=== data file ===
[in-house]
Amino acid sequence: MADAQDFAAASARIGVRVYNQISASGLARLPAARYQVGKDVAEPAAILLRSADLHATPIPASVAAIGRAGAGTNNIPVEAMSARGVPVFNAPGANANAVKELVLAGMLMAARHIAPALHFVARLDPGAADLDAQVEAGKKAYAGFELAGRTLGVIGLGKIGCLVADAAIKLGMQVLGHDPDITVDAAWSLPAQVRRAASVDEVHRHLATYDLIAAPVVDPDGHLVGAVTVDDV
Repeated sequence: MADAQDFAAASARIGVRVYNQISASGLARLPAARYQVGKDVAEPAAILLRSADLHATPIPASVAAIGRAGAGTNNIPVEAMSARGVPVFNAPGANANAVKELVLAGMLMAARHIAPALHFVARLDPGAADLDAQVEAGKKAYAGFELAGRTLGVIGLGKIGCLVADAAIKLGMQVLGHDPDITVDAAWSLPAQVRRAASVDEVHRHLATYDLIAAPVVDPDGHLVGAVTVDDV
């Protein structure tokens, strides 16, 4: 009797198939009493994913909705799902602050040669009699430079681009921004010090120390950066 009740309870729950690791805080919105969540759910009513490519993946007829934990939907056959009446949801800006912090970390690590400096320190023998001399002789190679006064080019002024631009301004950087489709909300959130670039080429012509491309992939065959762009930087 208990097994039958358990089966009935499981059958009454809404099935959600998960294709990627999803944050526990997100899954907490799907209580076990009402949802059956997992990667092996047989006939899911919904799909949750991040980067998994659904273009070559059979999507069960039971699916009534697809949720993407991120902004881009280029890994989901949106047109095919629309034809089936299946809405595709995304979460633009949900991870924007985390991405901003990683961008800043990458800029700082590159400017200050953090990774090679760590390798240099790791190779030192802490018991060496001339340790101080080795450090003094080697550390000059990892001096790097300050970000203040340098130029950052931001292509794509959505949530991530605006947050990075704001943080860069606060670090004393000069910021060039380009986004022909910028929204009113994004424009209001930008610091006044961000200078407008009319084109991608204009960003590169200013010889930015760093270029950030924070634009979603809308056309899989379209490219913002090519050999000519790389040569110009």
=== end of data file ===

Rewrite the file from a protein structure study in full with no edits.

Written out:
[in-house]
Amino acid sequence: MADAQDFAAASARIGVRVYNQISASGLARLPAARYQVGKDVAEPAAILLRSADLHATPIPASVAAIGRAGAGTNNIPVEAMSARGVPVFNAPGANANAVKELVLAGMLMAARHIAPALHFVARLDPGAADLDAQVEAGKKAYAGFELAGRTLGVIGLGKIGCLVADAAIKLGMQVLGHDPDITVDAAWSLPAQVRRAASVDEVHRHLATYDLIAAPVVDPDGHLVGAVTVDDV
Repeated sequence: MADAQDFAAASARIGVRVYNQISASGLARLPAARYQVGKDVAEPAAILLRSADLHATPIPASVAAIGRAGAGTNNIPVEAMSARGVPVFNAPGANANAVKELVLAGMLMAARHIAPALHFVARLDPGAADLDAQVEAGKKAYAGFELAGRTLGVIGLGKIGCLVADAAIKLGMQVLGHDPDITVDAAWSLPAQVRRAASVDEVHRHLATYDLIAAPVVDPDGHLVGAVTVDDV
């Protein structure tokens, strides 16, 4: 009797198939009493994913909705799902602050040669009699430079681009921004010090120390950066 009740309870729950690791805080919105969540759910009513490519993946007829934990939907056959009446949801800006912090970390690590400096320190023998001399002789190679006064080019002024631009301004950087489709909300959130670039080429012509491309992939065959762009930087 208990097994039958358990089966009935499981059958009454809404099935959600998960294709990627999803944050526990997100899954907490799907209580076990009402949802059956997992990667092996047989006939899911919904799909949750991040980067998994659904273009070559059979999507069960039971699916009534697809949720993407991120902004881009280029890994989901949106047109095919629309034809089936299946809405595709995304979460633009949900991870924007985390991405901003990683961008800043990458800029700082590159400017200050953090990774090679760590390798240099790791190779030192802490018991060496001339340790101080080795450090003094080697550390000059990892001096790097300050970000203040340098130029950052931001292509794509959505949530991530605006947050990075704001943080860069606060670090004393000069910021060039380009986004022909910028929204009113994004424009209001930008610091006044961000200078407008009319084109991608204009960003590169200013010889930015760093270029950030924070634009979603809308056309899989379209490219913002090519050999000519790389040569110009």